Driving a semi-truck in snowy weather is risky business, and even experienced drivers know they need every advantage they can get. Snow chains on the tires can be such an advantage, as they provide that added traction that is missing in inclement weather.
As with cars, the size of chains you use will depend upon the size of tires that are on your truck. Your parts store where you purchase your chains can assist you in your selection. However, once you have them and know how to put them on, when should you use them?
Did you know that some states have requirements for using chains during certain weather conditions or when the truck is over a certain weight? Those chains offer more traction which is necessary for slippery roads and for hills and mountains as well. Often these requirements cover certain highways that are considered steep grade; check with each state’s individual requirements on their own websites to be sure of these areas.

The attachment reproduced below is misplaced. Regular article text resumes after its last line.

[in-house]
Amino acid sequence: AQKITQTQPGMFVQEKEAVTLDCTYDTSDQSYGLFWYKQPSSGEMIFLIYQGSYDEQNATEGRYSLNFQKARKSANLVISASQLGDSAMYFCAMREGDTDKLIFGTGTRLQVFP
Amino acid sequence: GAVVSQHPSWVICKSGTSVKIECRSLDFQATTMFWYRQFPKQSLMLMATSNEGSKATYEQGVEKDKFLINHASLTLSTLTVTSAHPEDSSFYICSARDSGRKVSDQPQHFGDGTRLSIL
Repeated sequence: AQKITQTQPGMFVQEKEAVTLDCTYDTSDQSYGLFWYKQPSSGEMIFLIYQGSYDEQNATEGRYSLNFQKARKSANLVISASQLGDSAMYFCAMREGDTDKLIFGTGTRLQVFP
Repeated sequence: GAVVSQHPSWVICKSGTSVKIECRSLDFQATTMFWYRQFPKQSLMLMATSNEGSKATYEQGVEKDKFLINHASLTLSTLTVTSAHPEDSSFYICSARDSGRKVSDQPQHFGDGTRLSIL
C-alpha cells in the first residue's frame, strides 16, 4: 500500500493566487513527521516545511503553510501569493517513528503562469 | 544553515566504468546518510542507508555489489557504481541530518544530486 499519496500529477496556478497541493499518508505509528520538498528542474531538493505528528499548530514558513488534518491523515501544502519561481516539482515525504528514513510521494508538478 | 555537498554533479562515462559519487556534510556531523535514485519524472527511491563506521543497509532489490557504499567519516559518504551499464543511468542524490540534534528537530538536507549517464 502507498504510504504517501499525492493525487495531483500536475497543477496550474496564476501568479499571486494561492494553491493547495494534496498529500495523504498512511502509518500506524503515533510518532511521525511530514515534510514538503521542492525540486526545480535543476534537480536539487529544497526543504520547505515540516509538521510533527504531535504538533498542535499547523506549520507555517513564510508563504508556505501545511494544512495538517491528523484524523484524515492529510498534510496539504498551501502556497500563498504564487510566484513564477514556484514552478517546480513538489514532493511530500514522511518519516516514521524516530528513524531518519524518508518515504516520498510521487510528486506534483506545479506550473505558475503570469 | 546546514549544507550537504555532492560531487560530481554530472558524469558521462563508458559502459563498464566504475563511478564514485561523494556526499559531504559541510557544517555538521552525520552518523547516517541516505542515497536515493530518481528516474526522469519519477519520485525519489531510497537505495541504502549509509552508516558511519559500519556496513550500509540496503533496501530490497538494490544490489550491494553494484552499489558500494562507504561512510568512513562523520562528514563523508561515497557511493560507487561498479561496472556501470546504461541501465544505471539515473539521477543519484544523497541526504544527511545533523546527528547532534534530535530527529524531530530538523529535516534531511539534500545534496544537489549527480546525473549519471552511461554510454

You may even notice warning signs on the highways stating that you’re entering a chain required area; don’t ignore these warnings as they’re for your protection as much as anything else.
Other Times to Use Chains
Snowy weather is the obvious answer of when to use tire chains. However, if some states require the use of chains on steep grades, wouldn’t that be reason enough to consider using them on other hilly areas even if they’re not legally required? This can keep you safe and give you added control over your rig.
During snow emergencies you should also consider adding chains even if you’re on level roads. That added traction will mean more ability to stop quickly, and this is imperative in order to avoid a pileup which is all too common when a semi-truck is involved.
There are times when you don’t want to put on chains; this may include those roads that are wet from rain and being slick. Those chains typically don’t help on roads that are simply slippery due to being weight and may just do damage to the highway more than anything. This article is not intended to provide legal advice.